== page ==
Pete Romano discovered still photography while working in the catalog printing industry just out of high school. He bought himself a still camera and spent almost all his free time immersed in taking pictures while taking evening classes in photography at Boston College. He subsequently enlisted in the Navy upon learning that he would be accepted into their photo school program. There he received his first training in motion picture photography, and later he was accepted into the rigorous Navy Dive School. He became a U.S. Navy Underwater Cameraman assigned to Combat Camera Group, deployed out of San Diego, CA.
After completing his Navy service, Pete was determined to find a way to make a living in the underwater cinematography field. He was advised that if he had the skills to work on the mechanics of underwater photo equipment he would be more valuable to some of the underwater documentary makers of the time. He enrolled in machining school, and after graduating, found employment with several established underwater cinematographers, working as an assistant/operator, as well as designing and updating their equipment. In 1979, he received an Emmy award for additional photography on the television series, “Mysteries of the Sea.”
In 1980, while working at ILM as an assistant cameraman, Pete was hired to shoot his first freelance underwater commercial at a local swimming pool The experience, using rented 16 mm equipment, proved an extremely frustrating one – so much so, that he decided to build his own housing around the Cinema Products 16 mm Gizmo. He called his product, HydroFlex.
Hands on experiences as a 1st AC on many underwater productions such as “For Your Eyes Only,” ”Never Say Never Again,” “Jaws 3D” and “Splash” convinced him of the need for a standardized, operator-friendly underwater housing system for 35 mm motion picture cameras.
So in 1985, Pete designed and built his first two HydroFlex 35-3 housings around the Arri 35-3 camera. As an underwater cameraman, Pete incorporated elements that he felt would simplify and enhance the underwater shooting process. It wasn’t long before one of the local camera rental houses wanted to offer the HydroFlex housing as a rental option, and a business was born. Since then Pete has continued to refine the housing systems and has developed additional models for new film and digital cameras, taking into account his own needs as well as feedback from assistants and operators working ‘in the trenches.’
In 1987, Pete received his first motion picture credit as Underwater Director of Photography on “Jaws: The Revenge.” The next year Pete was hired as the miniature unit Underwater Director of Photography on “The Abyss,” the largest scale underwater feature ever attempted. This ambitious film required a lot of new technology, including the development of high-powered, safe underwater set lights. Pete and his former partner, Richard Mula, were given the plum assignment, and in 1990, they shared an Academy of Motion Picture Arts & Sciences Technical Achievement Award for the development of the SeaPar 1200w underwater HMI lamp.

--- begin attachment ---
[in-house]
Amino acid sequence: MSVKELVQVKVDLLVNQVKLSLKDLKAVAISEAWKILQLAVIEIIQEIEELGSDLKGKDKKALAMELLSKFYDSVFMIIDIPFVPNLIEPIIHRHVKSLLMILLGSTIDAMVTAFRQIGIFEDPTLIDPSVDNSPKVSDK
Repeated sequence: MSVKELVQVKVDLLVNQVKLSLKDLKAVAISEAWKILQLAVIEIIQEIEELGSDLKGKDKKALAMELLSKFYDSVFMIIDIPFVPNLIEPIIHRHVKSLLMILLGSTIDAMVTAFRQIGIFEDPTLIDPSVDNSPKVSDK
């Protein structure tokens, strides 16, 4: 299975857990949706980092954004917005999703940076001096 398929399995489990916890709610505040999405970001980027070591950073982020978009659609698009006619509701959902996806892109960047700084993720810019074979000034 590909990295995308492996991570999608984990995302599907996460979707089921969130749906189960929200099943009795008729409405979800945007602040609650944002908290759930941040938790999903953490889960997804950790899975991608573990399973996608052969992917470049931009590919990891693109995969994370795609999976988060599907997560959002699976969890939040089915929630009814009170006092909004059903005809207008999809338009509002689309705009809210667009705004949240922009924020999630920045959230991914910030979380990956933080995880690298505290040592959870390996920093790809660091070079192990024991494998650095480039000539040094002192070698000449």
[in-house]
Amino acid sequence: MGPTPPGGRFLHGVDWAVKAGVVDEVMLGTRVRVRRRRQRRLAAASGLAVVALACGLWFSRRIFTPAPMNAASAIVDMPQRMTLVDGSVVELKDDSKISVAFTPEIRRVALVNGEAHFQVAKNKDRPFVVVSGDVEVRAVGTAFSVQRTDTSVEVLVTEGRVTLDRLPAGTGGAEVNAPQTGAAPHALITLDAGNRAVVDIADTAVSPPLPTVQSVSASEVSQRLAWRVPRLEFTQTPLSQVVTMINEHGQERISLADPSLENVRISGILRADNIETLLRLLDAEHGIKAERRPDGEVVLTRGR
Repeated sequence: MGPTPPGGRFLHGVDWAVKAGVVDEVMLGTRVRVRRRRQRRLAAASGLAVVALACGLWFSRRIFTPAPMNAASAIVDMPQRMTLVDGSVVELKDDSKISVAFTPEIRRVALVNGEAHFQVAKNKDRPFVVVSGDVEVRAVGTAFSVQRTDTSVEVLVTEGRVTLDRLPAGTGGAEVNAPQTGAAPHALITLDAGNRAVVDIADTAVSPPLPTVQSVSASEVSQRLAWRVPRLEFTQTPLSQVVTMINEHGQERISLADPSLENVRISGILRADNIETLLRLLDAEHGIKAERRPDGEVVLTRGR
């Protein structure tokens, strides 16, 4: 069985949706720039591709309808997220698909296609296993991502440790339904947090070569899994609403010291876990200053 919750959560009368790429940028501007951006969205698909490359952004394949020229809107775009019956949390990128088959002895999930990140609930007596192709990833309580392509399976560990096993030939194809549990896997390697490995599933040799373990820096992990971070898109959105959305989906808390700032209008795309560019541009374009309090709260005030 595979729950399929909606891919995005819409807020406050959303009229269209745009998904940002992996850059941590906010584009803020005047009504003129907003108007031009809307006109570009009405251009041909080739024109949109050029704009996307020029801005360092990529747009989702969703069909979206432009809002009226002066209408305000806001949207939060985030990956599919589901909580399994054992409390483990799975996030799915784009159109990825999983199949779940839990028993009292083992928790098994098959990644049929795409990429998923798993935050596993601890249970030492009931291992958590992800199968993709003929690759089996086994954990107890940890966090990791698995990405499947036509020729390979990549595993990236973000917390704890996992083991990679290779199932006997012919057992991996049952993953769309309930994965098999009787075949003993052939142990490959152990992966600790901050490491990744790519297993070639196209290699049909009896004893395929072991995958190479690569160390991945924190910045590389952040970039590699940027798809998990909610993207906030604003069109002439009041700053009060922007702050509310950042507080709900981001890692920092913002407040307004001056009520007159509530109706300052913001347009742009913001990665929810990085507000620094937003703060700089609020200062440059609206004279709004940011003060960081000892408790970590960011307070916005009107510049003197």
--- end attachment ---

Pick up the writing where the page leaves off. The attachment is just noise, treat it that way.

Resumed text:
Other professional recognitions include a 1995 Technical Achievement Award from the Society of Operating Cameramen (SOC) for the HydroFlex 35-3 housing system, and a second Technical Achievement Award from the Academy of Motion Picture Arts & Sciences in 2001 for the development of the Remote AquaCam. All of this grew out of Pete’s unwavering passion for the craft of underwater cinematography, and his awareness of the need for tools to help cinematographers like himself enlarge the storytelling possibilities of the wet and underwater environment.
In addition to HydroFlex camera and lighting equipment, Pete has designed and built custom underwater housings and lighting for the IMAX Corp., Iwerks Entertainment, Jacques-Yves Cousteau and Jean-Michelle Cousteau Productions.
Pete has amassed some notable feature film credits as Underwater Director of Photography over the last 20 years. They include: “The Fountain”, “Lady in the Water”, “The Life Aquatic with Steve Zissou“, “Men of Honor“, “The Italian Job“, “Pearl Harbor“, “Insomnia“, “Amistad“, “Saving Private Ryan”, “Woman on Top”, “In Dreams“, “The Rock”, “Waterworld“, “Free Willy 1, 2 & 3“, “Flipper“, “Tomorrow Never Dies“, “The New World”, “Max Payne”, “The Tree of Life”, “Farewell Atlantis” and “The Abyss”. His resume also includes numerous television and commercial credits.
In 2002, the Association of Independent Commercial Producers (AICP) honored Pete with an “Excellence in Cinematography” award (shared award), as Underwater Director of Photography on the Pocari sport drink “Tennis” spot. This commercial is now part of the permanent collection in the Dept. of Film & Media, Museum of Modern Art, New York.
Pete is a member of the Academy of Motion Picture Arts & Sciences (AMPAS), the American Society of Cinematographers (ASC), the Directors Guild of America (DGA) and a Director of Photography in the International Cameramans Guild, Local 600 (ICG).